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Committee Biographies

U.S. COMMITTEE ON STRENGTHENING U.S.-RUSSIAN COOPERATION ON NUCLEAR NONPROLIFERATION

Rose Gottemoeller (Chair) is a senior associate at the Carnegie Endowment, where she holds a joint appointment with the Russian and Eurasian Program and the Global Policy Program. A specialist on defense and nuclear issues in Russia and the other former Soviet states, Gottemoeller’s research at the endowment focuses on issues of nuclear security and stability, nonproliferation, and arms control. Before joining the endowment in October 2000, Gottemoeller was deputy undersecretary for defense nuclear nonproliferation in the U.S. Department of Energy. Previously, she served as the department’s assistant secretary for nonproliferation and national security, with responsibility for all nonproliferation cooperation with Russia and the Newly Independent States. She first joined the department in November 1997 as director of the Office of Nonproliferation and National Security. Before working at the Energy Department, Gottemoeller served for three years as deputy director of the International Institute for Strategic Studies in London. From 1993 to 1994, she served on the National Security Council in the White House as director for Russia, Ukraine, and Eurasia Affairs, with responsibility for denuclearization in Ukraine, Kazakhstan, and Belarus. Previously, she was a senior defense analyst at the RAND Corporation and a Council on Foreign Relations international affairs fellow. She has taught on Soviet military policy at Georgetown University and is currently teaching on Russian security in Eurasia, also at Georgetown University.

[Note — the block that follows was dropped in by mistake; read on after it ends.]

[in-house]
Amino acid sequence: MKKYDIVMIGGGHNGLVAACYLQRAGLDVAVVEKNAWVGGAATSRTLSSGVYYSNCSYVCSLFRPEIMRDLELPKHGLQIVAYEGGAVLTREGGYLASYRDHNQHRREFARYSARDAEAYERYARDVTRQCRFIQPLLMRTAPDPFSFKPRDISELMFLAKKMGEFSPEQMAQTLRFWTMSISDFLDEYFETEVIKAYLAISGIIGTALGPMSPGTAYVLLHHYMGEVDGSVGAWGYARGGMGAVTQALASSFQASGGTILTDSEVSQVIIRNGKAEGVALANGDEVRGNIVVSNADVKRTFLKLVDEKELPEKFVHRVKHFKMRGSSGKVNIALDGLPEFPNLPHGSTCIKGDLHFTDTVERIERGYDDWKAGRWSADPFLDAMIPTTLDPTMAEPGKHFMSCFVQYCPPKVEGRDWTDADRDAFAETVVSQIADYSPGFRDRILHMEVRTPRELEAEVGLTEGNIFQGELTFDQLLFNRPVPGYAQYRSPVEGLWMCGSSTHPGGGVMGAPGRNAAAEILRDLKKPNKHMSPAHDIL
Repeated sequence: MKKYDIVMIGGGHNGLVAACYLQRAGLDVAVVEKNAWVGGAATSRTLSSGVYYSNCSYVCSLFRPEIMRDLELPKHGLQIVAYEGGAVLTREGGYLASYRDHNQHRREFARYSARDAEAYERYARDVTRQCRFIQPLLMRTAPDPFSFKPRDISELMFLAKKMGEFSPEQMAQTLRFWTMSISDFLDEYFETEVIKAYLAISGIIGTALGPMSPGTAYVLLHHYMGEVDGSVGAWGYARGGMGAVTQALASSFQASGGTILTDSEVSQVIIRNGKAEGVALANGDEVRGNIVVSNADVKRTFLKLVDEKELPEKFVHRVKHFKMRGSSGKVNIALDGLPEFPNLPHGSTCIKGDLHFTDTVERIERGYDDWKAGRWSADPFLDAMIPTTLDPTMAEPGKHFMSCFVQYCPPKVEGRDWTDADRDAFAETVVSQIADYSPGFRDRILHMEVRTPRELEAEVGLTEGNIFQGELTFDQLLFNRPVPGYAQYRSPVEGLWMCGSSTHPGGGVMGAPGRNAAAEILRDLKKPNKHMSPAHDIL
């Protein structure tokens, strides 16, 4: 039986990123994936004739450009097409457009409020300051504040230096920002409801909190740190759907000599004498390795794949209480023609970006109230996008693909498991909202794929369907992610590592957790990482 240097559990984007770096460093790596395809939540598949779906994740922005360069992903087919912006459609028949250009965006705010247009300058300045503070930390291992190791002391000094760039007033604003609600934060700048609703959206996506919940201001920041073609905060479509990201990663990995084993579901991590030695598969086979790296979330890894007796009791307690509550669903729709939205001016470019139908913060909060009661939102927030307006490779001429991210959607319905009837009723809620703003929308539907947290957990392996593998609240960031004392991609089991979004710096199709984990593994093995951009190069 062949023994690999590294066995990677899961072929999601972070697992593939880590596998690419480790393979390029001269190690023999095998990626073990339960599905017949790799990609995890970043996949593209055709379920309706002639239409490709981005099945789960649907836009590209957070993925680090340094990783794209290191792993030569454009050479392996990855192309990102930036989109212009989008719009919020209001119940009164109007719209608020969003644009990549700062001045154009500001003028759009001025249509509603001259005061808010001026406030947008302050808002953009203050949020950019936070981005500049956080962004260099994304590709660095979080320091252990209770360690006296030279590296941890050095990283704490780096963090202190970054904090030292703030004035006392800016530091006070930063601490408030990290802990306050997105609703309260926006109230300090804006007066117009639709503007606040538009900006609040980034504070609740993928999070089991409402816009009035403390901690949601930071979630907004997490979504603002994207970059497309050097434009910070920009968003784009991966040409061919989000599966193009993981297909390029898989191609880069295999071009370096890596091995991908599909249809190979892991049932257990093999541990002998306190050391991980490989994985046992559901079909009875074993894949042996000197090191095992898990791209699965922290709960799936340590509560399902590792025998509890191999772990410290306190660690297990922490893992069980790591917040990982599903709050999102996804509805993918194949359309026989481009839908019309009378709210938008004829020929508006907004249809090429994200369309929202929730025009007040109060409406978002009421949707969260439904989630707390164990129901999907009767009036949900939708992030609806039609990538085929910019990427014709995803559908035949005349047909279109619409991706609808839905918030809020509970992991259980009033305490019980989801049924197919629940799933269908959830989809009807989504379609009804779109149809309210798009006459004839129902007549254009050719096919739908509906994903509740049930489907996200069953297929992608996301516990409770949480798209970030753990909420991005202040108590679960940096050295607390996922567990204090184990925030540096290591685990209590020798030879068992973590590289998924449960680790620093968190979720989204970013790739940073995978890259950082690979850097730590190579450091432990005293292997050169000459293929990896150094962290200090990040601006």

Major General William F. Burns is a distinguished fellow at the U.S. Army War College. General Burns brings his extensive experience in official positions within military and civilian government departments to the committee. His experience includes command of nuclear weapons military units in Europe and detailed negotiations with representatives of the former Soviet Union on nuclear arms control and reductions. General Burns was the ninth director of the U.S. Arms Control and Disarmament Agency and the deputy assistant secretary of state for political-military affairs. He served as the first U.S. special envoy to the denuclearization negotiations with states of the former Soviet Union under the Nunn-Lugar Act, and he negotiated the government-to-government agreement on sales of highly enriched uranium from dismantled Soviet weapons to the United States. He is a member of the National Academies Committee on International Security and Arms Control (CISAC), chaired its 1997 study The Future of U.S. Nuclear Weapons Policy, and is a cochair of CISAC’s current project on verifying agreed reductions in nuclear warhead stockpiles. Gen. Burns brings expertise in nuclear arms control and military aspects of nuclear weapons to the committee.